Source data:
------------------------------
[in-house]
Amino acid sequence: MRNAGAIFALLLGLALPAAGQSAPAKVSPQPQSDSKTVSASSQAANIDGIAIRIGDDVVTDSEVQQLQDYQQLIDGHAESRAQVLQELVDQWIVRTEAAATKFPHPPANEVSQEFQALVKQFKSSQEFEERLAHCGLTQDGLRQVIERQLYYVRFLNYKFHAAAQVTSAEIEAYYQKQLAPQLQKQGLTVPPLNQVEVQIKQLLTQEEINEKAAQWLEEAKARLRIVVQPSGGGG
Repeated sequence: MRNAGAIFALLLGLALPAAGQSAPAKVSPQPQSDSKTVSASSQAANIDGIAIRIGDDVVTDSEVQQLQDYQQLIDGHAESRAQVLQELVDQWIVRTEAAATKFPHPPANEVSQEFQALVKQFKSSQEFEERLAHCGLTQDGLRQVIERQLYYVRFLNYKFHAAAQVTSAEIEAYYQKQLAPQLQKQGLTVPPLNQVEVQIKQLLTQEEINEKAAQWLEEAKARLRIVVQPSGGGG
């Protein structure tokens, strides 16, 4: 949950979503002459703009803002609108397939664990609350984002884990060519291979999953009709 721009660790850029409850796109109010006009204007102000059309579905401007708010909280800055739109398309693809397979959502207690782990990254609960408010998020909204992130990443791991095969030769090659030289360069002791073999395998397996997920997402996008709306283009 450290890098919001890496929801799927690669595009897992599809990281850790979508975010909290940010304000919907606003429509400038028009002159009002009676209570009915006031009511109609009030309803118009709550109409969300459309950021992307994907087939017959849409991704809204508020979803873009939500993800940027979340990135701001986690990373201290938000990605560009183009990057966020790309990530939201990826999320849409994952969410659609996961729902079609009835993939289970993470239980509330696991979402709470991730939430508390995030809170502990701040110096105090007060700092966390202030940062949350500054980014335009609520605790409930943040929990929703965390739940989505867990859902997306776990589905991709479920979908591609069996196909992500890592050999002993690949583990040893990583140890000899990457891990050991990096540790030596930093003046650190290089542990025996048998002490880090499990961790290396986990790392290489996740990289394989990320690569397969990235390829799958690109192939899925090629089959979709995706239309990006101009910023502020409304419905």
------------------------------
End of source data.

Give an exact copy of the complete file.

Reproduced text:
[in-house]
Amino acid sequence: MRNAGAIFALLLGLALPAAGQSAPAKVSPQPQSDSKTVSASSQAANIDGIAIRIGDDVVTDSEVQQLQDYQQLIDGHAESRAQVLQELVDQWIVRTEAAATKFPHPPANEVSQEFQALVKQFKSSQEFEERLAHCGLTQDGLRQVIERQLYYVRFLNYKFHAAAQVTSAEIEAYYQKQLAPQLQKQGLTVPPLNQVEVQIKQLLTQEEINEKAAQWLEEAKARLRIVVQPSGGGG
Repeated sequence: MRNAGAIFALLLGLALPAAGQSAPAKVSPQPQSDSKTVSASSQAANIDGIAIRIGDDVVTDSEVQQLQDYQQLIDGHAESRAQVLQELVDQWIVRTEAAATKFPHPPANEVSQEFQALVKQFKSSQEFEERLAHCGLTQDGLRQVIERQLYYVRFLNYKFHAAAQVTSAEIEAYYQKQLAPQLQKQGLTVPPLNQVEVQIKQLLTQEEINEKAAQWLEEAKARLRIVVQPSGGGG
């Protein structure tokens, strides 16, 4: 949950979503002459703009803002609108397939664990609350984002884990060519291979999953009709 721009660790850029409850796109109010006009204007102000059309579905401007708010909280800055739109398309693809397979959502207690782990990254609960408010998020909204992130990443791991095969030769090659030289360069002791073999395998397996997920997402996008709306283009 450290890098919001890496929801799927690669595009897992599809990281850790979508975010909290940010304000919907606003429509400038028009002159009002009676209570009915006031009511109609009030309803118009709550109409969300459309950021992307994907087939017959849409991704809204508020979803873009939500993800940027979340990135701001986690990373201290938000990605560009183009990057966020790309990530939201990826999320849409994952969410659609996961729902079609009835993939289970993470239980509330696991979402709470991730939430508390995030809170502990701040110096105090007060700092966390202030940062949350500054980014335009609520605790409930943040929990929703965390739940989505867990859902997306776990589905991709479920979908591609069996196909992500890592050999002993690949583990040893990583140890000899990457891990050991990096540790030596930093003046650190290089542990025996048998002490880090499990961790290396986990790392290489996740990289394989990320690569397969990235390829799958690109192939899925090629089959979709995706239309990006101009910023502020409304419905």